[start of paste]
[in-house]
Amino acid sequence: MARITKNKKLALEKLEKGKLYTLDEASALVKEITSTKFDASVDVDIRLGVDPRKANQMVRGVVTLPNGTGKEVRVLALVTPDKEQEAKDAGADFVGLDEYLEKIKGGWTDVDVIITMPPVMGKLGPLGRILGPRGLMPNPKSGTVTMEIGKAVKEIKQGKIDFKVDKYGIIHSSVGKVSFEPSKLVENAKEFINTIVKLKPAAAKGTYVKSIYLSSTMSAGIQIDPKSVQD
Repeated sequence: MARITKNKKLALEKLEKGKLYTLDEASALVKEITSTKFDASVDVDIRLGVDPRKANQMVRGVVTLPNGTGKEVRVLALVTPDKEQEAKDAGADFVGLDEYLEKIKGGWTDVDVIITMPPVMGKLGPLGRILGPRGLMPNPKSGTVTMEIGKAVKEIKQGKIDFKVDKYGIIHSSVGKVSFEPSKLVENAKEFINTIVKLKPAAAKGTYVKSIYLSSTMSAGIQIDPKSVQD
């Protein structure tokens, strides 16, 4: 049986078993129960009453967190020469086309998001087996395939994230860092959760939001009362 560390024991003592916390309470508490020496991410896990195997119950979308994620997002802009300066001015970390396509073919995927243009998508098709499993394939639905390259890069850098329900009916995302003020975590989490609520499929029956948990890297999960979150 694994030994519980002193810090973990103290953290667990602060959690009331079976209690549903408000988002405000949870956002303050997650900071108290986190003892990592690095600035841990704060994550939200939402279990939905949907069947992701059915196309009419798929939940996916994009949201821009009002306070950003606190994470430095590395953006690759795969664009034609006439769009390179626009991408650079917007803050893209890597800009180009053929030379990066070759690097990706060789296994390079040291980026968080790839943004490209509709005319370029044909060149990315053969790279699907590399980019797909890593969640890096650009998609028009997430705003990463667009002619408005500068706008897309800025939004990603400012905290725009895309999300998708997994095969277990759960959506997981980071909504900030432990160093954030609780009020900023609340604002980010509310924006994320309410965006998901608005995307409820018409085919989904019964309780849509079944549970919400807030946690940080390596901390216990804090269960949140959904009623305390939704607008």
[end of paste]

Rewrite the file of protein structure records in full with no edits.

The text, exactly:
[in-house]
Amino acid sequence: MARITKNKKLALEKLEKGKLYTLDEASALVKEITSTKFDASVDVDIRLGVDPRKANQMVRGVVTLPNGTGKEVRVLALVTPDKEQEAKDAGADFVGLDEYLEKIKGGWTDVDVIITMPPVMGKLGPLGRILGPRGLMPNPKSGTVTMEIGKAVKEIKQGKIDFKVDKYGIIHSSVGKVSFEPSKLVENAKEFINTIVKLKPAAAKGTYVKSIYLSSTMSAGIQIDPKSVQD
Repeated sequence: MARITKNKKLALEKLEKGKLYTLDEASALVKEITSTKFDASVDVDIRLGVDPRKANQMVRGVVTLPNGTGKEVRVLALVTPDKEQEAKDAGADFVGLDEYLEKIKGGWTDVDVIITMPPVMGKLGPLGRILGPRGLMPNPKSGTVTMEIGKAVKEIKQGKIDFKVDKYGIIHSSVGKVSFEPSKLVENAKEFINTIVKLKPAAAKGTYVKSIYLSSTMSAGIQIDPKSVQD
């Protein structure tokens, strides 16, 4: 049986078993129960009453967190020469086309998001087996395939994230860092959760939001009362 560390024991003592916390309470508490020496991410896990195997119950979308994620997002802009300066001015970390396509073919995927243009998508098709499993394939639905390259890069850098329900009916995302003020975590989490609520499929029956948990890297999960979150 694994030994519980002193810090973990103290953290667990602060959690009331079976209690549903408000988002405000949870956002303050997650900071108290986190003892990592690095600035841990704060994550939200939402279990939905949907069947992701059915196309009419798929939940996916994009949201821009009002306070950003606190994470430095590395953006690759795969664009034609006439769009390179626009991408650079917007803050893209890597800009180009053929030379990066070759690097990706060789296994390079040291980026968080790839943004490209509709005319370029044909060149990315053969790279699907590399980019797909890593969640890096650009998609028009997430705003990463667009002619408005500068706008897309800025939004990603400012905290725009895309999300998708997994095969277990759960959506997981980071909504900030432990160093954030609780009020900023609340604002980010509310924006994320309410965006998901608005995307409820018409085919989904019964309780849509079944549970919400807030946690940080390596901390216990804090269960949140959904009623305390939704607008």